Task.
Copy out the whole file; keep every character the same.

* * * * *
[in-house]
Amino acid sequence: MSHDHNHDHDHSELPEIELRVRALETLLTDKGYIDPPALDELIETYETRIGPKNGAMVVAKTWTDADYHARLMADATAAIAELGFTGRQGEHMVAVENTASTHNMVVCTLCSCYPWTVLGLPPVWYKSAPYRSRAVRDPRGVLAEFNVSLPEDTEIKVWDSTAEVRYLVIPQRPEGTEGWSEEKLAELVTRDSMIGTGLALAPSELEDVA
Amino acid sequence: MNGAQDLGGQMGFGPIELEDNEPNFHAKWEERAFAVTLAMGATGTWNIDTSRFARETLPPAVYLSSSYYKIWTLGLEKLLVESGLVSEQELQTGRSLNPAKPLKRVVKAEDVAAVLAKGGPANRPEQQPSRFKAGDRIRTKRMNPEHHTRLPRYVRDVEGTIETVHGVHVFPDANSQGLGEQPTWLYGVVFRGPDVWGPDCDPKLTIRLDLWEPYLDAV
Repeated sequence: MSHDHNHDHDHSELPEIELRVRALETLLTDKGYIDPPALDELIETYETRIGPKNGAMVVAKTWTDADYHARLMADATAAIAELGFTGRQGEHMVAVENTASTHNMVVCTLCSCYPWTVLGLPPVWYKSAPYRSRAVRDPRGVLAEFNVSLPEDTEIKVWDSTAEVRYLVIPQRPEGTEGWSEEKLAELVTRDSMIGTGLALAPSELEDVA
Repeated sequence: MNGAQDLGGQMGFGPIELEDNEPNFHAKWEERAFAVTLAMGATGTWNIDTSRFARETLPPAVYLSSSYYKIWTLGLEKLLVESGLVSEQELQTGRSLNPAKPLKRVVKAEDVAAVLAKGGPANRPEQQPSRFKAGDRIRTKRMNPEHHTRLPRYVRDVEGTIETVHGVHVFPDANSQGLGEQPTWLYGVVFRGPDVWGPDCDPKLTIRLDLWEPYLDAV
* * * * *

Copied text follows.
[in-house]
Amino acid sequence: MSHDHNHDHDHSELPEIELRVRALETLLTDKGYIDPPALDELIETYETRIGPKNGAMVVAKTWTDADYHARLMADATAAIAELGFTGRQGEHMVAVENTASTHNMVVCTLCSCYPWTVLGLPPVWYKSAPYRSRAVRDPRGVLAEFNVSLPEDTEIKVWDSTAEVRYLVIPQRPEGTEGWSEEKLAELVTRDSMIGTGLALAPSELEDVA
Amino acid sequence: MNGAQDLGGQMGFGPIELEDNEPNFHAKWEERAFAVTLAMGATGTWNIDTSRFARETLPPAVYLSSSYYKIWTLGLEKLLVESGLVSEQELQTGRSLNPAKPLKRVVKAEDVAAVLAKGGPANRPEQQPSRFKAGDRIRTKRMNPEHHTRLPRYVRDVEGTIETVHGVHVFPDANSQGLGEQPTWLYGVVFRGPDVWGPDCDPKLTIRLDLWEPYLDAV
Repeated sequence: MSHDHNHDHDHSELPEIELRVRALETLLTDKGYIDPPALDELIETYETRIGPKNGAMVVAKTWTDADYHARLMADATAAIAELGFTGRQGEHMVAVENTASTHNMVVCTLCSCYPWTVLGLPPVWYKSAPYRSRAVRDPRGVLAEFNVSLPEDTEIKVWDSTAEVRYLVIPQRPEGTEGWSEEKLAELVTRDSMIGTGLALAPSELEDVA
Repeated sequence: MNGAQDLGGQMGFGPIELEDNEPNFHAKWEERAFAVTLAMGATGTWNIDTSRFARETLPPAVYLSSSYYKIWTLGLEKLLVESGLVSEQELQTGRSLNPAKPLKRVVKAEDVAAVLAKGGPANRPEQQPSRFKAGDRIRTKRMNPEHHTRLPRYVRDVEGTIETVHGVHVFPDANSQGLGEQPTWLYGVVFRGPDVWGPDCDPKLTIRLDLWEPYLDAV